Whilst Said (2003, p. 11) compares the US to Britain and France as “imperial powers” through this use of consent, its method of exportation is not wholly like its European counterparts. Where those such as the British had attempted to control India through educating English as the lingua franca as a means of forced consent, America would instead showcase its economic success, deliberately or not, to those in a less fortunate position. As Fukuyama (2012, p. 41) argues, the success of “the East Asian economic miracle was carefully observed around the world, nowhere more than in the communist bloc” which had failed to equalise its economic power to the US that served as the model for such miracles. The cultural influence attached to even the most innocent of products such as jeans had become conduits for the American hegemony, proliferated by the Soviet Union’s resistance to them as “jean crimes” within its bloc (Ferguson 2012, p. 244). To regard this as a concentrated effort by American imperialism to usurp its Communist rival may fall into the realms of conspiracy, especially when considering “its problems are probably nowhere near as great as those of its Soviet rival” (Kennedy 2017, p. 665).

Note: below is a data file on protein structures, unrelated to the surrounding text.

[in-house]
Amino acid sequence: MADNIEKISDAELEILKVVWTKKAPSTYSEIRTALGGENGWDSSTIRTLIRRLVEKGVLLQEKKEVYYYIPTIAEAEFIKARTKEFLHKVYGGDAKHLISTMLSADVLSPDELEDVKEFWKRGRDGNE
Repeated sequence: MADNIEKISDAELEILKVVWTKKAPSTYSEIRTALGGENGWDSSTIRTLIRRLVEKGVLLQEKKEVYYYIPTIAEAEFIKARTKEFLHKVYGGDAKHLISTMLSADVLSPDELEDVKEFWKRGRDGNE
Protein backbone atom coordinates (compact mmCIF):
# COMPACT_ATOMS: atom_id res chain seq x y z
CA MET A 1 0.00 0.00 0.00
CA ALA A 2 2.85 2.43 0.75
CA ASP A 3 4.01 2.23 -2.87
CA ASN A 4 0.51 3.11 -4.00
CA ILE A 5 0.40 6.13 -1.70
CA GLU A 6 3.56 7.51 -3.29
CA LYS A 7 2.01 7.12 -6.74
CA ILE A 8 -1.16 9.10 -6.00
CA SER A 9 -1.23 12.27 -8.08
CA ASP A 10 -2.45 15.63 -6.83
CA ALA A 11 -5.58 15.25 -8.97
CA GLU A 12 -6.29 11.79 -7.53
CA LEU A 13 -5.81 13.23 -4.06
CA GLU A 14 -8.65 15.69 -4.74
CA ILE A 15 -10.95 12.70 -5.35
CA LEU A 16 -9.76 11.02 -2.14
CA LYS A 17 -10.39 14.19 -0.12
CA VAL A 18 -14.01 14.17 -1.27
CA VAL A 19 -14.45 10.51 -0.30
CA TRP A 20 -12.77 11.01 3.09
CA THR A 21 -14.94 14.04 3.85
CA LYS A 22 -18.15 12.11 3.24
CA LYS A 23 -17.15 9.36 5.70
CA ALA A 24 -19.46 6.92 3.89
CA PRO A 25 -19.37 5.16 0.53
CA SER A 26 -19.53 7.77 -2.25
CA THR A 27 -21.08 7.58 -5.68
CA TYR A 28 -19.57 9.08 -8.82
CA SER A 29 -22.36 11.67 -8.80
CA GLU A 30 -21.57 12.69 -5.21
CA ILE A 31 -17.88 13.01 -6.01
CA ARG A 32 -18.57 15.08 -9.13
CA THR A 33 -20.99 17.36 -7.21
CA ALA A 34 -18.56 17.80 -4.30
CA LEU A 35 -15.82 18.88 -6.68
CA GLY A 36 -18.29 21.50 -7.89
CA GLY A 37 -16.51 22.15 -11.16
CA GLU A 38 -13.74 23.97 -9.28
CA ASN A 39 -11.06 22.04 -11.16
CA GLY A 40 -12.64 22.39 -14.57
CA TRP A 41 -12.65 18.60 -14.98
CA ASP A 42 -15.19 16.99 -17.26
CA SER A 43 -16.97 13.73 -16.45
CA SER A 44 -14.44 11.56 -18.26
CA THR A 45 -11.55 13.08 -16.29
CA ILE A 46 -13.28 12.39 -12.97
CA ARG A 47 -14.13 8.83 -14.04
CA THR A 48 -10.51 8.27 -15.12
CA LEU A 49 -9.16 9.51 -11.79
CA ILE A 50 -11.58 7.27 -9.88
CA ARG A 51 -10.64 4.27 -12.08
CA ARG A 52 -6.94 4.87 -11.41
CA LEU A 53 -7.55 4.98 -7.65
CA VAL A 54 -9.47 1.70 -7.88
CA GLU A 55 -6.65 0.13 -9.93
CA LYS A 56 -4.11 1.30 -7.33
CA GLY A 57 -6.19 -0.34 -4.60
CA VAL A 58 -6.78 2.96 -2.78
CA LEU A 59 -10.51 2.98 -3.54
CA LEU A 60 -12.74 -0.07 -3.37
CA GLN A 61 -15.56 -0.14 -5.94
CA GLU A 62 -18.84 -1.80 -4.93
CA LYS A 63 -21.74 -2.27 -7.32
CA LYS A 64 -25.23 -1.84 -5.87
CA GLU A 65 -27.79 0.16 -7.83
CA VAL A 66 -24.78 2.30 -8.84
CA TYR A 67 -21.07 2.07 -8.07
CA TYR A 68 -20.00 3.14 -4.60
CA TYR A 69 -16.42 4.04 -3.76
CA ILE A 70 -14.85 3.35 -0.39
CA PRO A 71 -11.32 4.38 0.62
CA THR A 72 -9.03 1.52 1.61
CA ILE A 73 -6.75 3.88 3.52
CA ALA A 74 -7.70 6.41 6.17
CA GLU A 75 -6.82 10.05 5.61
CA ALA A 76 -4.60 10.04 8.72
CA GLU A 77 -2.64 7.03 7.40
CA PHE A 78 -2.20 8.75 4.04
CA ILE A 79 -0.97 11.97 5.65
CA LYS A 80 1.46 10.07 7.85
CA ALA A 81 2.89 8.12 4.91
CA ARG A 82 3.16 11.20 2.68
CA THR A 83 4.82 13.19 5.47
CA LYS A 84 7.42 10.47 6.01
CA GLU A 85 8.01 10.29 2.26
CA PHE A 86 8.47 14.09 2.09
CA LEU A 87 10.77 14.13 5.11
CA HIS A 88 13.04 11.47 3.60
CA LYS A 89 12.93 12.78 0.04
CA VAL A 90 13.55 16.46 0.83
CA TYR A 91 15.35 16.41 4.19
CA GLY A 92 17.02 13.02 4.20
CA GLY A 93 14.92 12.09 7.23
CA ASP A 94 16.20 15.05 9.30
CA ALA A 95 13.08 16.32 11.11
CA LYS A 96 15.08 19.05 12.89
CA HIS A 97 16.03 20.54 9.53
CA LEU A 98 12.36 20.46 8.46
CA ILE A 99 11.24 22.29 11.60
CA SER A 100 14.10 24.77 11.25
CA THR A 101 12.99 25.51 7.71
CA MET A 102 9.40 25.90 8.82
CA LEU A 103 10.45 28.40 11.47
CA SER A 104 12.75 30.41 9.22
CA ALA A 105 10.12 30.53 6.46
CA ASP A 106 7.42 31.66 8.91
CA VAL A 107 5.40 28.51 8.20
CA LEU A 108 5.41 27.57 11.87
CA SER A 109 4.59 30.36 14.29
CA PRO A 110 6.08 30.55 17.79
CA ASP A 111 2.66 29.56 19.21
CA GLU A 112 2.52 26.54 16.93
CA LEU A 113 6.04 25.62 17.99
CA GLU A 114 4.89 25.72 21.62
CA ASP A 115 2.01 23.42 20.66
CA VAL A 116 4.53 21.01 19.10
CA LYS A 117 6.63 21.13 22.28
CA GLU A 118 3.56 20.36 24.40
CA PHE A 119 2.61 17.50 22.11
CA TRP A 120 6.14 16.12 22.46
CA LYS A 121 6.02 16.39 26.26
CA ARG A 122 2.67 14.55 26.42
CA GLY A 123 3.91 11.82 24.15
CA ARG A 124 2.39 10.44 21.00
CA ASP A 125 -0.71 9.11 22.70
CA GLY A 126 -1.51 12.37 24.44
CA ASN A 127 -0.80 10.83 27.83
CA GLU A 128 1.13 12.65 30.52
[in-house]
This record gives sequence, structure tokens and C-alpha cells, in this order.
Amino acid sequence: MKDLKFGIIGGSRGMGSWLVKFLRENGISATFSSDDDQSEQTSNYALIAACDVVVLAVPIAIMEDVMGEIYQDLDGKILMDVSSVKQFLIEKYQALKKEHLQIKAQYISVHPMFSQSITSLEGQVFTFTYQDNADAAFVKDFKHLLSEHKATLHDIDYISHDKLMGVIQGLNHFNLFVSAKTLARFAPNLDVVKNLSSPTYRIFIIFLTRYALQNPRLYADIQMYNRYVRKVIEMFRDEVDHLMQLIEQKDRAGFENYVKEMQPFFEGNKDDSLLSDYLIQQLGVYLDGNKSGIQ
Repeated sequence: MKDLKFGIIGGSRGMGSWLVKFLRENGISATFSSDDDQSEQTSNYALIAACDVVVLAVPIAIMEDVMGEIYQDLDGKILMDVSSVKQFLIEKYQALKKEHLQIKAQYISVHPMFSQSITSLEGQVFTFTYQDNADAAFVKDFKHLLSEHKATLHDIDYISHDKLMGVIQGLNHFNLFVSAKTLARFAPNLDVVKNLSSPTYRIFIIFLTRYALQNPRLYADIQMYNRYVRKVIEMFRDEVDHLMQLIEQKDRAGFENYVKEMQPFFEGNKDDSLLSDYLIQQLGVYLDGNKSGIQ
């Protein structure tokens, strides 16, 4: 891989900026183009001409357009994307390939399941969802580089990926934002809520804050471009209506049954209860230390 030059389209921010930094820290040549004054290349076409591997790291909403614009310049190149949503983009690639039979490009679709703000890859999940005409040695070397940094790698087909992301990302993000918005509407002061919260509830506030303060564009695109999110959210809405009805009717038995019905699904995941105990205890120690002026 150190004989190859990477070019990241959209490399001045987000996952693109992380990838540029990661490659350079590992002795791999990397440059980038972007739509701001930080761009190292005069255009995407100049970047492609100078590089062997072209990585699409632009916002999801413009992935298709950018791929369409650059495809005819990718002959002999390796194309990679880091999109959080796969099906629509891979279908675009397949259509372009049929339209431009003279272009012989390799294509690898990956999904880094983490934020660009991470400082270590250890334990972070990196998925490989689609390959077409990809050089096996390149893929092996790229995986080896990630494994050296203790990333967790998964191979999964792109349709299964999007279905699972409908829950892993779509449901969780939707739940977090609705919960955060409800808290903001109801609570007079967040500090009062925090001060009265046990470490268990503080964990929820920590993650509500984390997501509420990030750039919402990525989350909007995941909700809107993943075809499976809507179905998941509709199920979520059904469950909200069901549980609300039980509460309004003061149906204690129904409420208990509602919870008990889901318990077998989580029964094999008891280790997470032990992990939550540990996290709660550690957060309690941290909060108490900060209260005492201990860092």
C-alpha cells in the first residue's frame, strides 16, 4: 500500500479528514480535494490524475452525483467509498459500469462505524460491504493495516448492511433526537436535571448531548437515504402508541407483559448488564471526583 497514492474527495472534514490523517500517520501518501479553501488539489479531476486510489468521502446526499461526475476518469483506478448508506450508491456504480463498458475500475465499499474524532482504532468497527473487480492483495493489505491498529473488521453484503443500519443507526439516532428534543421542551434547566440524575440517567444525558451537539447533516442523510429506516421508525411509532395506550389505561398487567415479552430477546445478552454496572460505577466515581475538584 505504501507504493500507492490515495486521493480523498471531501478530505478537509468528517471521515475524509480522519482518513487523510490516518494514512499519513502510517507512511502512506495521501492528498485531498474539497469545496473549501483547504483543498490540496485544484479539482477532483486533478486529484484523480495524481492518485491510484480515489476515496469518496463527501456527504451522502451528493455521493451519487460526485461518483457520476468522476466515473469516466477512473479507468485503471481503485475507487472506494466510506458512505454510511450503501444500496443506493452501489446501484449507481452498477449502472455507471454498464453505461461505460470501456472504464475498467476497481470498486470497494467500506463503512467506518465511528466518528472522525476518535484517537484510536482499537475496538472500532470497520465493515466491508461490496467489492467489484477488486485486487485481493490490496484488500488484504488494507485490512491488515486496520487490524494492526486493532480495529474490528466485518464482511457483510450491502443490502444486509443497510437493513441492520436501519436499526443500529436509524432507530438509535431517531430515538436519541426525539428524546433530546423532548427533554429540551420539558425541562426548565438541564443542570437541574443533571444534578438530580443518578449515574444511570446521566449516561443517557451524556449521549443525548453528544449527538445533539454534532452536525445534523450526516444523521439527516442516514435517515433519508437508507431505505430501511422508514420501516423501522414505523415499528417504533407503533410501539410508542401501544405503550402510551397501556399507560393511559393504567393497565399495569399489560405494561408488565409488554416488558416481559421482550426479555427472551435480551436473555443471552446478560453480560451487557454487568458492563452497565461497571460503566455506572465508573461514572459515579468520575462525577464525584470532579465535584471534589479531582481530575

But regardless of whether it has ever been an empire, or merely a global hegemon with unprecedented permeable influence in several facets, it still simulating such luxuries of power is a question of its own. Where Fukuyama argued that the universal adoption of the American model would result in the ‘end of history’ did Huntington (2002, p. 301) remind him that “societies that assume that their history has ended” tend to be “societies whose history is about to decline”. American hubris had exacerbated after the Soviet Union’s downfall, yet even during the latter’s decay being visible had America’s share of world power “been declining relatively faster than Russia’s over the past few decades” (Kennedy 2017, p. 665).